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Panel Questions

BILL KURTIS: From NPR and WBEZ Chicago, this is WAIT WAIT... DON'T TELL ME, the NPR news quiz. I'm Bill Kurtis. We're playing this week with Peter Grosz, Tom Bodett and Roxanne Roberts. And here again is your host at the Chase Bank Auditorium in downtown Chicago, Peter Sagal.


Thank you, Bill.


SAGAL: In just a minute, Bill sings his favorite song by Rhyme-iana (ph) Grande.


SAGAL: It's our Listener Limerick Challenge. If you'd like to play, give us a call at 1-888-WAIT-WAIT. That's 1-888-924-8924.

Right now, panel, some more questions for you from the week's news. Peter, many of this year's 1,700 Democratic candidates for president...



PETER GROSZ: Oh, I'd like to announce that I'm running.

SAGAL: All right. Yeah.


SAGAL: You were the last one.


SAGAL: There's nobody left. Many of them have, of course, created Spanish versions of their campaign websites, right? But a recent report in Politico showed that many of them actually made those websites by doing what?

GROSZ: (Laughter) Using Google Translate.

SAGAL: That's what they did...


SAGAL: ...Just copying and pasting. That's all they did. It's very economical. Or, as Beto O'Rourke's Spanish site might say, him very talk Spanish nice.


SAGAL: So Politico went out, and they ranked each Democratic candidate's Spanish language websites. Cory Booker and Kamala Harris got A's. Yay for them. Amy Klobuchar, though, got a C for mixing up the Spanish words for fork and comb.


SAGAL: In fact, Klobuchar's site is entirely done through Google Translate, resulting in - and this is true - Klobuchar calling her own mother a dude.


SAGAL: Meanwhile, over on his Spanish language site, Bernie Sanders just added O to every word.


SAGAL: It's the millionaires-os (ph) and billionaires-os (ph).

TOM BODETT: I feel their pain. I - Rita, my wife, is a native Spanish speaker. And sometimes to impress her - like, if I want to write something really romantic in an anniversary card or something, I'll go to Google Translate...


BODETT: ...And put my sentiments into Spanish. And it's always the same. She's just, like, what?


SAGAL: You tried, though.

GROSZ: You want to build a birdhouse of our love?


SAGAL: Peter, safety officials in New York are cracking down on one specific type of business they say is not providing enough exits and in many cases trapping customers inside. What is the business?

GROSZ: Escape rooms.

SAGAL: Exactly right.

GROSZ: Is it really (laughter)?




SAGAL: Officials say it's almost as if these escape rooms are designed to trap people inside.


SAGAL: Back in February, New York created a task force to investigate all 22 of the city's escape rooms for safety violations. They went to the first one and haven't been seen since.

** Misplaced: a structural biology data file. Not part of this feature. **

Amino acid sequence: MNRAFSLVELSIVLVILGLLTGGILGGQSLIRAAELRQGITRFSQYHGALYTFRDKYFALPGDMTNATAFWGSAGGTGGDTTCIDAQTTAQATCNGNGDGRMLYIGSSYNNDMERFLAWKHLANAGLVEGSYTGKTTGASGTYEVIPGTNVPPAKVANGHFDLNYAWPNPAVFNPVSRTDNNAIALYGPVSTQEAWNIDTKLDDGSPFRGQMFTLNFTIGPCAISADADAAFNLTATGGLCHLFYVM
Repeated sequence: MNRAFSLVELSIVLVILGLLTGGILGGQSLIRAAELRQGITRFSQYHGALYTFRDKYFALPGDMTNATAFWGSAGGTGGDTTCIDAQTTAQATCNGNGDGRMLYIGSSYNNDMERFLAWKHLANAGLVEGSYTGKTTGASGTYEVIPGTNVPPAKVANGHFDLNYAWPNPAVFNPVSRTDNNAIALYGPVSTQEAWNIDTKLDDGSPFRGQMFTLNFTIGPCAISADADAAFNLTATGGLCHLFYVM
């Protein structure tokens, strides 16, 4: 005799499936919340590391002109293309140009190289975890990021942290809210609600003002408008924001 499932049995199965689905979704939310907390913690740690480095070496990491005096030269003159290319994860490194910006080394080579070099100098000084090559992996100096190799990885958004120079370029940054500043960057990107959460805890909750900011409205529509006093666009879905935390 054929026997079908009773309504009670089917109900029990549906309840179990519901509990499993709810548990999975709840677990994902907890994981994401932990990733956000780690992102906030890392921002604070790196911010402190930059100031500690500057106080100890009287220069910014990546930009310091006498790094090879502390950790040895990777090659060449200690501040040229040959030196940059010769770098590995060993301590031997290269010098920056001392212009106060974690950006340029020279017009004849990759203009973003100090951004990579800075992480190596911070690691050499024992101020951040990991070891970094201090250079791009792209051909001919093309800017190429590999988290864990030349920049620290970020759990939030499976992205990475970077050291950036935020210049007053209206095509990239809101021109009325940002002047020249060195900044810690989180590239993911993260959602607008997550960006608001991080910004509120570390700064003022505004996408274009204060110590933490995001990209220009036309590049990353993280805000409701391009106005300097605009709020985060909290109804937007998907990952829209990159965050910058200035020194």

SAGAL: The task force's findings - 21 of the 22 escape rooms have exits that are not clearly marked. And the other one has been shut down for being ridiculously easy.


GROSZ: It is, like, a weird phenomenon that people are, like, put me in danger that I can't get out. And then, like...

ROXANNE ROBERTS: Have you done one?


BODETT: I did one with my whole family and my mother- and father-in-law. It was in New Jersey, actually. It was really hard. Scratching at the door, you know...


SAGAL: Pleading - was one of the ones with, like, a zombie on a chain? Was it one of those?

BODETT: No, it was a nautical theme. There was a lot of sea mythology involved.


GROSZ: Do people who play, like, care? Is there somebody in there who's, like, hi-ho. You're on the high seas, and you must escape the (unintelligible) ship. Is it that?

BODETT: No, I think the guy who put us in there....

GROSZ: Because that would be...

BODETT: ...Just went to lunch, and we just...


SAGAL: Peter, comfort is the No. 1 factor in underwear purchases, which is why one clothing company is making underwear out of what?

GROSZ: Old T-shirts.


BODETT: That's a nice idea.

GROSZ: Yeah.

SAGAL: We were being ironic...


SAGAL: ...About the comfort.

GROSZ: Oh, being ironic - oh, my God. I saw this. Jeans.



ROBERTS: Janties?

GROSZ: Janties.

ROBERTS: Janties.

SAGAL: Jean panties - janties. If you wish you could feel like you were riding a horse naked on a saddle...


SAGAL: ...Made of sandpaper, have we got underwear for you. It's high-waisted underwear made of denim, complete with rivets and pockets, called janties. Janties, of course...

GROSZ: It should be called scratchies (ph).

SAGAL: You'd think.


SAGAL: No, but janties is a combination of the words panties and Jesus Christ, you're not going out like that, are you?


THE BEAT: (Singing) She was a rough rider, a cool stroker. Me wore me brush. She chops di wood. Transcript provided by NPR, Copyright NPR.

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